The Trews is back. Jumping back onto the political landscape, Russell Brand has exposed the cruel trick that means whoever wins the US presidential election, it’s the public who will get screwed.
After more than a year’s break, Brand focused his first new commentary episode on the recent presidential debate between Donald Trump and Hillary Clinton. To summarise, he said:
This doesn’t sound like its going to get any better as a result of either of these two people being in what is reportedly a position of power.
Brand perceives this as a choice between two candidates, neither of whom can deliver much-needed change. He used the presidential debate to reaffirm his critique of the traditional electoral process:
It’s difficult not to agree with people who say that this whole thing’s a spectacle and the machinery of power actually is concealed behind this veil.
The ‘machinery of power’
When Brand speaks of the ‘machinery of power’, he means the forces at work behind the Trump and Clinton campaigns. On the Democrat side, as noted by The Intercept, we have backing and donations from the fossil fuel industry, technology companies, for-profit colleges, pharmaceutical companies, and railway companies. For Trump, we have outright conspiracy theories that climate change is a myth. And we have donations from the largest private prison firms who run immigrant detention centres.
But the ‘machinery of power’ doesn’t stop there. All but one of the world’s biggest arms producers have donated money to Clinton. And it looks like their money won’t be wasted. Clinton is known as the “prime intellectual author” of the calamity in Libya. She also backed the war in Iraq.
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Trump, meanwhile, appears to take aggressive US foreign policy to the next level with statements like:
I’d take out the families of terrorists.
Whichever way America votes, the winners will be powerful moneyed interests. Thus we have Brand’s scepticism about established electoral structures.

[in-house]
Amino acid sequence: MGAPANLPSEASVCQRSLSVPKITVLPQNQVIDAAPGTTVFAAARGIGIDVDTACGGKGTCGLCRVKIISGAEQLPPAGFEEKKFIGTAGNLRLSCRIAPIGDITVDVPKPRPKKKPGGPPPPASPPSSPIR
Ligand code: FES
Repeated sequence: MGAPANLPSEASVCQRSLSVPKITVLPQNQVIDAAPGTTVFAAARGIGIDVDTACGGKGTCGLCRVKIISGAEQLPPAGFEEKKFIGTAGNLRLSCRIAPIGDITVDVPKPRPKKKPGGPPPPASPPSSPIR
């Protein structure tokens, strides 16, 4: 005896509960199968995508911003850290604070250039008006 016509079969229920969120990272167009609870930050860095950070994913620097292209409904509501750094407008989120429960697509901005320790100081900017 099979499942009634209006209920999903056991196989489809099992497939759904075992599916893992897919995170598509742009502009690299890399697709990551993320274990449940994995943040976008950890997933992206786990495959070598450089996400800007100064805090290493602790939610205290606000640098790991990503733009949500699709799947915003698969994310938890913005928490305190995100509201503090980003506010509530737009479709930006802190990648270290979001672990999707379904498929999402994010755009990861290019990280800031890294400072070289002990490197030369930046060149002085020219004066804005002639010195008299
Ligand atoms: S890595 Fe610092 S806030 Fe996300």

Hold on, they’re not exactly the same
Ash Sarkar of Novara Media also marvels at the similarities between the two candidates, even when it comes to discriminatory scapegoating. In the 1990s, Clinton referred to young black men as “super predators”, before adding: “we have to bring them to heel”.
But to fully conflate Trump and Clinton would be wrong, argues Sarkar:
I am not saying for one second that Clinton is as bad as Trump. I think it’s reckless in the extreme to suggest that the violence of neoliberalism and the potential bloodbath of neofascism are equivalent.
By neofascism, she was referring to Trump’s sexist, racist, and authoritarian tendencies. And by neoliberalism (the doctrine of austerity, privatisation, and deregulation which, even according to its former cheerleaders, fuels inequality and hurts growth), she was referring to Clinton.
Brand uses imaginary conversations between members of the electorate to summarise how he feels about the state of Western democracy:
Don’t you think the overarching theme of American politics and politics in our country as well is to be presented with some sort of ridiculous gargoyle like Trump? So in the end you go – the other one, then. Just the other one. The other one’s not perfect you know. It’s not really going to change anything. Things are going to steadily get worse. It’s the same economic interests. I know. But we can’t just have this mad thing can we?
On Brand’s YouTube channel, fans were over the moon to a see a return of his blend of political commentary and comedy. But for many agents of progressive politics, it’s Brand’s platform that is ultimately significant. As a celebrity, he has the ability to reach sections of the public that normally keep their distance from political discussions.
This time, a reinvigorated Brand called out the farce that is the presidential race; a choice between the comparatively ‘safe-bet’ of a neoliberal war-hawk, or the unpredictable embodiment of the very worst human traits one can think of.
Watch the new episode here:
Watch Ash Sarkar talk about racism in the presidential race here:
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